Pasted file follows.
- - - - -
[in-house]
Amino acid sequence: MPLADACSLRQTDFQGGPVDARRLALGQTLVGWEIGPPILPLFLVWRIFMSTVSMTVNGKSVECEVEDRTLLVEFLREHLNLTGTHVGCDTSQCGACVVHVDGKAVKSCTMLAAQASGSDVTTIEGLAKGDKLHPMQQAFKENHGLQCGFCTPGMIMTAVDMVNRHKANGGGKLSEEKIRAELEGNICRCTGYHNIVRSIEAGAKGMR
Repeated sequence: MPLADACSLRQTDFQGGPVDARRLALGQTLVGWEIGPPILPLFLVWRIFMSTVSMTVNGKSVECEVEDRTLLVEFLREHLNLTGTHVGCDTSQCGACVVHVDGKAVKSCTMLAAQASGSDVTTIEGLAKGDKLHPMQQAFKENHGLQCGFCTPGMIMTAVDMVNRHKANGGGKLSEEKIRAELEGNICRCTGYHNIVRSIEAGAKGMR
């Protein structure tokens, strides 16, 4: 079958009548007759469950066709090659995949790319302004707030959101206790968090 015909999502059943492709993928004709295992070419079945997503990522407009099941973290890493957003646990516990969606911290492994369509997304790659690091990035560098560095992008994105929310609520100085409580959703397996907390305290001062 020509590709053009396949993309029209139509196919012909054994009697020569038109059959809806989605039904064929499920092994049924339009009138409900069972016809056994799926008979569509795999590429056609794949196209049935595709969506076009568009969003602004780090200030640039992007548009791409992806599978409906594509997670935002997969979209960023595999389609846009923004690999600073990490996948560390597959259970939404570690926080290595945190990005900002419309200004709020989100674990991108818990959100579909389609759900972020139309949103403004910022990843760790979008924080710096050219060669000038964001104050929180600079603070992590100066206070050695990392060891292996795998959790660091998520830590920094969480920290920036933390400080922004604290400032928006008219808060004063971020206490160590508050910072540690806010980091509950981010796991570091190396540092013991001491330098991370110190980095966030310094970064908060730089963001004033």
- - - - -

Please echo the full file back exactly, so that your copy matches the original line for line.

[in-house]
Amino acid sequence: MPLADACSLRQTDFQGGPVDARRLALGQTLVGWEIGPPILPLFLVWRIFMSTVSMTVNGKSVECEVEDRTLLVEFLREHLNLTGTHVGCDTSQCGACVVHVDGKAVKSCTMLAAQASGSDVTTIEGLAKGDKLHPMQQAFKENHGLQCGFCTPGMIMTAVDMVNRHKANGGGKLSEEKIRAELEGNICRCTGYHNIVRSIEAGAKGMR
Repeated sequence: MPLADACSLRQTDFQGGPVDARRLALGQTLVGWEIGPPILPLFLVWRIFMSTVSMTVNGKSVECEVEDRTLLVEFLREHLNLTGTHVGCDTSQCGACVVHVDGKAVKSCTMLAAQASGSDVTTIEGLAKGDKLHPMQQAFKENHGLQCGFCTPGMIMTAVDMVNRHKANGGGKLSEEKIRAELEGNICRCTGYHNIVRSIEAGAKGMR
């Protein structure tokens, strides 16, 4: 079958009548007759469950066709090659995949790319302004707030959101206790968090 015909999502059943492709993928004709295992070419079945997503990522407009099941973290890493957003646990516990969606911290492994369509997304790659690091990035560098560095992008994105929310609520100085409580959703397996907390305290001062 020509590709053009396949993309029209139509196919012909054994009697020569038109059959809806989605039904064929499920092994049924339009009138409900069972016809056994799926008979569509795999590429056609794949196209049935595709969506076009568009969003602004780090200030640039992007548009791409992806599978409906594509997670935002997969979209960023595999389609846009923004690999600073990490996948560390597959259970939404570690926080290595945190990005900002419309200004709020989100674990991108818990959100579909389609759900972020139309949103403004910022990843760790979008924080710096050219060669000038964001104050929180600079603070992590100066206070050695990392060891292996795998959790660091998520830590920094969480920290920036933390400080922004604290400032928006008219808060004063971020206490160590508050910072540690806010980091509950981010796991570091190396540092013991001491330098991370110190980095966030310094970064908060730089963001004033």